Before gassing up your motorcycle and hitting the open road, it’s important to ensure that everything is assembled to the proper torque. Basic maintenance, such as oil and brake changes, requires removing nuts and bolts from your bike. For personal and mechanical safety, those fasteners must be torqued to the correct value when reinstalled. Aside from removal for maintenance, road vibrations can cause fasteners to loosen over time, so it’s a good idea to re-check the torque frequently.
The best tool for tightening these fasteners is an automotive torque wrench. A torque wrench takes all of the guesswork out of tightening, and avoids problems caused by under- or over-tightening. Leaning into a turn at 50 MPH is a bad time to find out that a bolt has worked loose or stripped out.
So, which automotive torque wrench do you need for your motorcycle? The answer really depends on the nature of the work you perform on your ride.
Basic Motorcycle Maintenance
If you leave the hard stuff to a mechanic, then a single automotive torque wrench will cover most of your needs. A torque range of 15 to 75 foot-pounds will cover things like brakes, oil plugs, and forks. It will also do spark plugs, chain and belt tightening, and a wide range of other smaller fasteners found on your bike.
Shade-Tree Motorcycle Mechanic
If you like to really dig into your motorcycle, then you’re going to need a second automotive torque wrench. For axel bolts, flywheels, and cylinder bolts, you’ll need something in the 30 to 150 foot-pound range. This torque wrench will let you safely assemble major mechanical, drive, and steering components.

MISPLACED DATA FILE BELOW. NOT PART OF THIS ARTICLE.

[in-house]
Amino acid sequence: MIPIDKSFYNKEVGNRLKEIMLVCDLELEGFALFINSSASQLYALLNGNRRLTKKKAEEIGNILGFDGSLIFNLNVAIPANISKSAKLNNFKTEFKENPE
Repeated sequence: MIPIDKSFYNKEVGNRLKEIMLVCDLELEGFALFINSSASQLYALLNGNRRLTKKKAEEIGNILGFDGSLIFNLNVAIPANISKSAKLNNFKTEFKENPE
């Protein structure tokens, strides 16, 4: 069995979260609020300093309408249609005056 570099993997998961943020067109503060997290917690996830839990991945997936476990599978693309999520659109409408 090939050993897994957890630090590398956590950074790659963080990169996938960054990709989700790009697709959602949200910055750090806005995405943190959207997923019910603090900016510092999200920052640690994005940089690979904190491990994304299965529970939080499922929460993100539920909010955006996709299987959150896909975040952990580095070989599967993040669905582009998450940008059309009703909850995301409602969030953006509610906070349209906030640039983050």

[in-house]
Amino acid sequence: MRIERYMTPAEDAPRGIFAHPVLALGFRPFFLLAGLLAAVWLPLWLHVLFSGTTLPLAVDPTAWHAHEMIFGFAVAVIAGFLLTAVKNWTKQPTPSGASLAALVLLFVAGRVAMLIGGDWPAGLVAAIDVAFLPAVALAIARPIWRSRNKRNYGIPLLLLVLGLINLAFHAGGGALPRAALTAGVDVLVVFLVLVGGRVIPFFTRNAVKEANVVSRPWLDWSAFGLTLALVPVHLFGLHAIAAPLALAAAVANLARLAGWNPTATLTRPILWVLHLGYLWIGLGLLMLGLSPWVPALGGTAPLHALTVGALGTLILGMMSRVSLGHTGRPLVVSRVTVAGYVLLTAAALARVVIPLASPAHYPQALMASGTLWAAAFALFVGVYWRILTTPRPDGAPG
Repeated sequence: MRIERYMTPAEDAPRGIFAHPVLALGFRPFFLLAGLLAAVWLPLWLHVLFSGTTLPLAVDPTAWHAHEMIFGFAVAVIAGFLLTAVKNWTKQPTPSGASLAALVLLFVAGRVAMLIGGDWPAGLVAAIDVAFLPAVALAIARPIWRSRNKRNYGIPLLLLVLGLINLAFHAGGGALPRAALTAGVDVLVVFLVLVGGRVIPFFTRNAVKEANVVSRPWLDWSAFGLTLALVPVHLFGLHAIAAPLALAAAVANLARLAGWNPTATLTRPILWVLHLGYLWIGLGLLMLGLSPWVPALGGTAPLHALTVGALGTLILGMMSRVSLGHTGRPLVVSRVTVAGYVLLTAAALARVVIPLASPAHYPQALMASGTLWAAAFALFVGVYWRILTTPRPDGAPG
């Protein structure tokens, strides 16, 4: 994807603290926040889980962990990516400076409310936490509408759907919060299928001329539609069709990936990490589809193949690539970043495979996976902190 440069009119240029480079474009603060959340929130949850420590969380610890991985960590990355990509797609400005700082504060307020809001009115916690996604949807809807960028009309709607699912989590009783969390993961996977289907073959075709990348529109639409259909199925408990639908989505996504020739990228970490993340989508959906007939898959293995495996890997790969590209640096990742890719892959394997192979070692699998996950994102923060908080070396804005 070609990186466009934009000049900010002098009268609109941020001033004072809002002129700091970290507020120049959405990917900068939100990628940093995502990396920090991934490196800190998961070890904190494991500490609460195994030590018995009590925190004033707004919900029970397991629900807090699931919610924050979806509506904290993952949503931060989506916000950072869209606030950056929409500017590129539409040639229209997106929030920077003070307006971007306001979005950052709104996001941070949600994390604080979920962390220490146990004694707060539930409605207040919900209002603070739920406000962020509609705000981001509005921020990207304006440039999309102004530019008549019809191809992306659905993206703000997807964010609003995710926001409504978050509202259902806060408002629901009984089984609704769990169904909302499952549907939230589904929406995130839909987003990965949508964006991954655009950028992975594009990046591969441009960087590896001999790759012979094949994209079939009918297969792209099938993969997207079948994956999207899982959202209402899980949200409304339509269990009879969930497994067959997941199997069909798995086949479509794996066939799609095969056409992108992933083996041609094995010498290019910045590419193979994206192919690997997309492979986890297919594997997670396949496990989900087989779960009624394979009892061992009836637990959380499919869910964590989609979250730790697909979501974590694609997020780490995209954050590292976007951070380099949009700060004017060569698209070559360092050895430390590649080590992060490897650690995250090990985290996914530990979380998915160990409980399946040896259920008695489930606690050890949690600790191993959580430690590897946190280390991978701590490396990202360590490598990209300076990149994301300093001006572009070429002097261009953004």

Overlapping Torque Ranges
You may be wondering why you need two automotive torque wrenches to cover a range from 15 to 150 foot-pounds. As we’ve discussed before, automotive torque wrenches are most accurate near the middle of their range. You could tighten a bolt to 70 foot-pounds using the 15 to 75 wrench. However, this is near the extremes of its range and would be less accurate than tightening the same bolt using the 30 to 150 wrench. Likewise, you could dial the 30 to 150 wrench down to 35 foot-pounds, but it would be less accurate at that setting than the 15 to 75 would be.
When it comes to torquing, accuracy is everything—the wider range you have to work with, the more accurate you can be. Using two automotive torque wrenches, you can tighten more fasteners in the “sweet spot” of the range, instead of pushing a single wrench to its limits.
Torquing for Safety
It’s hard to think of anything “good” that can go wrong while your cruising down the road on your motorcycle. Any mechanical failure, whether it’s internal or external, can jeopardize your safety and cause expensive damage to your ride. To help avoid problems, use an automotive torque wrench to ensure all of your bike’s fasteners are up to spec.
Contact MountzPro to speak to a representative about which torque wrench is right for you, or browse our inventory now.
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